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at the Sign of the Hygra
2 Middleton Road
London E8 4BL
Tel: 00 44 (0)20 7254 7074
Fax: 00 44 (0) 870 1257669

Antique Boxes in English Society
1760 -1900







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We try to preserve original finishes and condition: the emphases is on conservation rather than restoration.

Project: the replacement of some missing edges on  A single tea caddy in harewood with an oval medallion of figured wood Circa 1790.


A few inches of the maple edgings of this 18th Century caddy are missing. The edges help to protect the end grain of the harewood both from moisture and damage.

The early finish  has survived and should protected.

A discussion of the procedure was filmed with a view to being included in the BBC's Inside Antiques program on tea caddies. 

A single tea Georgian caddy in harewood with an oval medallion of a distinctively figured wood fragment, framed by a formal design of delicate foliage, suggesting the Grecian laurel or myrtle wreath.


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The edge probably became loose when the mitered sides became slightly loose. 

Before the edges can be fitted the mitered glue joints should be consolidated. Otherwise the groove will be oversize. Part of the reason for doing the work is to consolidate the caddy.

The work is carried out on a baize work-board to avoid scratching the caddy surface. 


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So as to protect the surviving surface a former is made up with a groove of the same size and shape as that on the caddy. 

The replacement edging will be fully shaped and finished using this former before being finally glued in position.


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Warmed hide glue has been fed into the mitered joints. Hide glue is a refined form of animal glue and is traditionally used by fine woodworkers. It should be available from musical instrument makers suppliers.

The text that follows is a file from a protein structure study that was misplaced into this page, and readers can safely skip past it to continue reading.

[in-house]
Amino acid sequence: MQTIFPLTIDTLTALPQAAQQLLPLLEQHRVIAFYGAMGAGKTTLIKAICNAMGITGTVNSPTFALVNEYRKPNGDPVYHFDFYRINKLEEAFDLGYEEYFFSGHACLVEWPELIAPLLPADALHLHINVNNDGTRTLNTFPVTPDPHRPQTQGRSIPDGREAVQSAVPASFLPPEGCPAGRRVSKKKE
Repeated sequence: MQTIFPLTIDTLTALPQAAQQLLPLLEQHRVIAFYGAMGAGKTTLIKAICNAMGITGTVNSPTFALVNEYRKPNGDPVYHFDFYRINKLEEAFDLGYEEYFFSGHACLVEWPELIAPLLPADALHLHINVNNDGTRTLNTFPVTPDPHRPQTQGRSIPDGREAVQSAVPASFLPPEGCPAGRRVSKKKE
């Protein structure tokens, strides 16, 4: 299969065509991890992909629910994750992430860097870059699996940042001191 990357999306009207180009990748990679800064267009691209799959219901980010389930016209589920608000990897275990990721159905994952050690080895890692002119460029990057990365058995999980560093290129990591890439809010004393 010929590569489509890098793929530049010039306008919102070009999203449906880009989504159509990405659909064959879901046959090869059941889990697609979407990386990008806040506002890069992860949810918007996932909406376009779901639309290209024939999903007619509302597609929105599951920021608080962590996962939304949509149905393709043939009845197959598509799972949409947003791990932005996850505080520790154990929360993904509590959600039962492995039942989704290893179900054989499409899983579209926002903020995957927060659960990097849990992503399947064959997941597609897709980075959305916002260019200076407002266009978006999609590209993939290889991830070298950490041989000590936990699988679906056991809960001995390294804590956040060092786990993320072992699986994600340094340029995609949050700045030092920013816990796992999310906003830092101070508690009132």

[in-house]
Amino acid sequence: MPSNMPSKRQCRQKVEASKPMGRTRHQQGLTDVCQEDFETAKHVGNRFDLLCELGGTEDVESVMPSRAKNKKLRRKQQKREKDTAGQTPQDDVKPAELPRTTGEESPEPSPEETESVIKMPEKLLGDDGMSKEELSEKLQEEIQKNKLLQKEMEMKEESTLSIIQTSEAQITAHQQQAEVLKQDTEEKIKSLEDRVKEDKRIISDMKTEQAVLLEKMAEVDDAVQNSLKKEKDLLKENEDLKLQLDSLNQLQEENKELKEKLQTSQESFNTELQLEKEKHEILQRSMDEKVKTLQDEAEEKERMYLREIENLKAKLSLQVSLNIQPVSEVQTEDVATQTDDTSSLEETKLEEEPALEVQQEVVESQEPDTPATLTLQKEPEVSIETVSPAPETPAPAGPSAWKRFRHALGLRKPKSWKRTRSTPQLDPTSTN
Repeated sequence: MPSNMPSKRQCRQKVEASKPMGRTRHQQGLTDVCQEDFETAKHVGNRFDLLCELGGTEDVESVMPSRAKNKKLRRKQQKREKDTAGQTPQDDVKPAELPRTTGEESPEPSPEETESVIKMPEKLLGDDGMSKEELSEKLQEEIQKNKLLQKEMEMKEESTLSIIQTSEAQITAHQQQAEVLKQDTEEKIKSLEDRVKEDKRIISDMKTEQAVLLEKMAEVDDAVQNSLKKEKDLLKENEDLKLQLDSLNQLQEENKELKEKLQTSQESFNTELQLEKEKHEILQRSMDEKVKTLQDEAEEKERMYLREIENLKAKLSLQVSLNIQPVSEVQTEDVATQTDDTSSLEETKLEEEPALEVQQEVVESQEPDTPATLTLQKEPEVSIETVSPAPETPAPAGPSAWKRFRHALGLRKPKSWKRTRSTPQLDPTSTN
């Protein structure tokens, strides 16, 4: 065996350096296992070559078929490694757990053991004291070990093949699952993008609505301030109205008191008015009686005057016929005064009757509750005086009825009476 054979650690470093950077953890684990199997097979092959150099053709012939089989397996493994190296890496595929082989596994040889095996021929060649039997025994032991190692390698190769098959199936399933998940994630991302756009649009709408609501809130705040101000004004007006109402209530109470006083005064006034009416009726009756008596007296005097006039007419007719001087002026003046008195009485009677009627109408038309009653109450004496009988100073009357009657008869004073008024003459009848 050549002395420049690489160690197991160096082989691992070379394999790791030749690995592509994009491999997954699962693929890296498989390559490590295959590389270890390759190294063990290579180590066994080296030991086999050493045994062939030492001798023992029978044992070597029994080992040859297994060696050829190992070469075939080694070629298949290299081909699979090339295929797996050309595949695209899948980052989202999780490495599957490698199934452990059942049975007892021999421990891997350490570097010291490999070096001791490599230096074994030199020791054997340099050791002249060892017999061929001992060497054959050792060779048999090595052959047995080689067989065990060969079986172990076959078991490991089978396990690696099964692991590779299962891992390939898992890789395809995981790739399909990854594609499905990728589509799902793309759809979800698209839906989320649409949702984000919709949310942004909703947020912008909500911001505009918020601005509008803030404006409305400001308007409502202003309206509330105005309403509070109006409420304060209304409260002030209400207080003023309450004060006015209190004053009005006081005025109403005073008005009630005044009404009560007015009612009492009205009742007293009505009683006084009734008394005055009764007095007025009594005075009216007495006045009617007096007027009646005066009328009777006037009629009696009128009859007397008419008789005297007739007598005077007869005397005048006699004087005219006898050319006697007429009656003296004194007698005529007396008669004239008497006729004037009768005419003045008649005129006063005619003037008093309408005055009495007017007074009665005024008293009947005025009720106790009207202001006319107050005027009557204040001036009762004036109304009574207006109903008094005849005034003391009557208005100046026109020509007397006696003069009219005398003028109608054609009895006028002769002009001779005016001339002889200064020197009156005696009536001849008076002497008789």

I find it convenient to heat the glue in a baby's bottle warmer/sterilizer. The glue is in a recycled jam-jar.

I find it easier to first put enough glue for the job in the jar and add a little water. In the dry state it looks a bit like brown sugar!  The desired consistency of the warmed glue is of  honey. 

There are several reasons for using hide glue in restoration. The new glue will revive the remaining glue in the joints. This avoids the need to take the caddy apart! The glue is water soluble and the job is reversible.

A hot iron with a damp cloth is used for a few seconds on the joint before allowing  the clamped joins to set. The steam warms up the glue.

 I left it overnight. 

The caddy is protected from the clamps with pieces of card and scraps of wood.


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The replacement edging is carved and sanded to shape before being finished. The new wood is a little lighter than the surviving edging which has had over 200 years to darken. 

By shaping on the former the original is protected. Originally when the caddy was made it would have been shaped in situ. 

I was able to obtain a more similar color by oxidizing the replacement edging with a weak solution of Potassium Bichromate. 

In bright light under close inspection the replacement is still just recognizable. 


 A drop of industrial alcohol applied with a hypodermic syringe is used to help undo the glue holding the replacement edging to the former.  The alcohol dehydrates the glue making it momentarily brittle.

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The color and the shape look good. A length is cut to size and glued in place with a little of the warmed hide glue. 

The excess glue is cleaned up with a damp cloth.

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This page is under construction. More Restoration/conservation projects will be added from time to time.






© 1999-2004 Antigone Clarke and Joseph O'Kelly